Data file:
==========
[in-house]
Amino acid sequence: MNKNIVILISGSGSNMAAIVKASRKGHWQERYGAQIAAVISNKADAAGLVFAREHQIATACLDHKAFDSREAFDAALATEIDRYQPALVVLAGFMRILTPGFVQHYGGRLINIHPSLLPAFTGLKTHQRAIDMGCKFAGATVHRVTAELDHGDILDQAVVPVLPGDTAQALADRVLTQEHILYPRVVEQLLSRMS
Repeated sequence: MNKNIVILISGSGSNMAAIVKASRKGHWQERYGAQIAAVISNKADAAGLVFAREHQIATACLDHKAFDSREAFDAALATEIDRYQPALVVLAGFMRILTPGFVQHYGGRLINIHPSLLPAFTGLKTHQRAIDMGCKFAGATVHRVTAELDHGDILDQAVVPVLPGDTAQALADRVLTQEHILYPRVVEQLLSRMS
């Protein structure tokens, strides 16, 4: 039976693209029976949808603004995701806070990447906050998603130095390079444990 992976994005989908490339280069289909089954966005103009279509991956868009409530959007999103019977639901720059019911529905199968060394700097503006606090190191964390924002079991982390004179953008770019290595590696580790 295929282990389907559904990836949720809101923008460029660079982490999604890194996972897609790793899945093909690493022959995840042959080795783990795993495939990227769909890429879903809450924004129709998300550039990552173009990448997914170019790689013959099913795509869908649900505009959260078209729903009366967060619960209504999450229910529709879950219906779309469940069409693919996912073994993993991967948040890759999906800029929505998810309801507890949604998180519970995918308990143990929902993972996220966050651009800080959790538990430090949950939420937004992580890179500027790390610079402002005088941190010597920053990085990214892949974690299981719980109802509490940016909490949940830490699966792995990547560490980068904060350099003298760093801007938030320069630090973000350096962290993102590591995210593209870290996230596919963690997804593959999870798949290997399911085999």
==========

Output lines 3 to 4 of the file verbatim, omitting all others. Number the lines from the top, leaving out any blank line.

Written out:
Repeated sequence: MNKNIVILISGSGSNMAAIVKASRKGHWQERYGAQIAAVISNKADAAGLVFAREHQIATACLDHKAFDSREAFDAALATEIDRYQPALVVLAGFMRILTPGFVQHYGGRLINIHPSLLPAFTGLKTHQRAIDMGCKFAGATVHRVTAELDHGDILDQAVVPVLPGDTAQALADRVLTQEHILYPRVVEQLLSRMS
């Protein structure tokens, strides 16, 4: 039976693209029976949808603004995701806070990447906050998603130095390079444990 992976994005989908490339280069289909089954966005103009279509991956868009409530959007999103019977639901720059019911529905199968060394700097503006606090190191964390924002079991982390004179953008770019290595590696580790 295929282990389907559904990836949720809101923008460029660079982490999604890194996972897609790793899945093909690493022959995840042959080795783990795993495939990227769909890429879903809450924004129709998300550039990552173009990448997914170019790689013959099913795509869908649900505009959260078209729903009366967060619960209504999450229910529709879950219906779309469940069409693919996912073994993993991967948040890759999906800029929505998810309801507890949604998180519970995918308990143990929902993972996220966050651009800080959790538990430090949950939420937004992580890179500027790390610079402002005088941190010597920053990085990214892949974690299981719980109802509490940016909490949940830490699966792995990547560490980068904060350099003298760093801007938030320069630090973000350096962290993102590591995210593209870290996230596919963690997804593959999870798949290997399911085999």